Neonatal units in hospitals specialise in the care of babies born early, with low weight or who have a medical condition that requires specialised treatment. Neonatal literally means ‘new born’.
One in nine babies born in the UK will spend at least a few days in a neonatal unit which specialises in looking after preterm, small and sick babies. Some babies may have an infection and need antibiotics; others need breathing support or monitoring, or may be suffering from other medical conditions. The length of a baby’s stay may vary from days to weeks or months, depending on their needs.
Going to a neonatal unit and seeing your baby for the first time can be distressing. They may be surrounded by lots of frightening equipment and technology to help them breathe and monitor their progress. Your baby may also be very small and their appearance might not be what you imagined. Many of the babies in the neonatal unit are extremely tiny and immature. The equipment surrounding them is designed to keep them warm, to monitor many of their bodies’ functions, and to support their breathing.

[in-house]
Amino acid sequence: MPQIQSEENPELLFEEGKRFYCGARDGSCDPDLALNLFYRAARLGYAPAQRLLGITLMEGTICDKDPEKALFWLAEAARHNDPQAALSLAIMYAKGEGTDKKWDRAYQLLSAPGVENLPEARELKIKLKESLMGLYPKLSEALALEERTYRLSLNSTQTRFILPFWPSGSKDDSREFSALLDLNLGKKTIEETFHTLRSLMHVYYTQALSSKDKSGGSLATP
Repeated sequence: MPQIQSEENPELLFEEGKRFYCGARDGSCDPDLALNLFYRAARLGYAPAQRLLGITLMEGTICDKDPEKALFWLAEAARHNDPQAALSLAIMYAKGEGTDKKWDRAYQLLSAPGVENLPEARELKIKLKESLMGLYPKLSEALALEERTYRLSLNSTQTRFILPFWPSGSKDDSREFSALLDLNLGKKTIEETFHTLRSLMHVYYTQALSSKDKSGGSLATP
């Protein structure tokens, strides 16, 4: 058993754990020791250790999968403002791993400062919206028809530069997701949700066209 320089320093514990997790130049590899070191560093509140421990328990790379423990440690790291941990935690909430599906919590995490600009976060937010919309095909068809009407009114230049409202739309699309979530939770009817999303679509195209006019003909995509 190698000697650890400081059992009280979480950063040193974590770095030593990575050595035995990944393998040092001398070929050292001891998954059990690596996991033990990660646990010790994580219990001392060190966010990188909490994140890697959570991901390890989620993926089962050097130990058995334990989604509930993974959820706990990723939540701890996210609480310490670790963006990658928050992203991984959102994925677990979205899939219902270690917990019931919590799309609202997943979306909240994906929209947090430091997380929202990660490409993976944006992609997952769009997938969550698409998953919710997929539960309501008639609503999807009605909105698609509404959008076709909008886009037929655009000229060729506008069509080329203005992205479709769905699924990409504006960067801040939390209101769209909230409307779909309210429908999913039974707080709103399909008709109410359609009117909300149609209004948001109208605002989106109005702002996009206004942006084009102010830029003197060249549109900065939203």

If you are shocked when you walk into the neonatal unit, you’re not alone. Having a premature or sick baby can be traumatic, but all the staff members know you are under stress and are there to help you, as well as your baby.
In this section we will help you understand the different levels of care your baby can receive, the equipment and terminology that will be used by medical staff and any other worries you may have whilst your baby is on the unit.
For more information, you can also download 'Your baby's care', A guide to the National Neonatal Audit Programme 2016 Annual Report.
Introduction to a neonatal unit - video series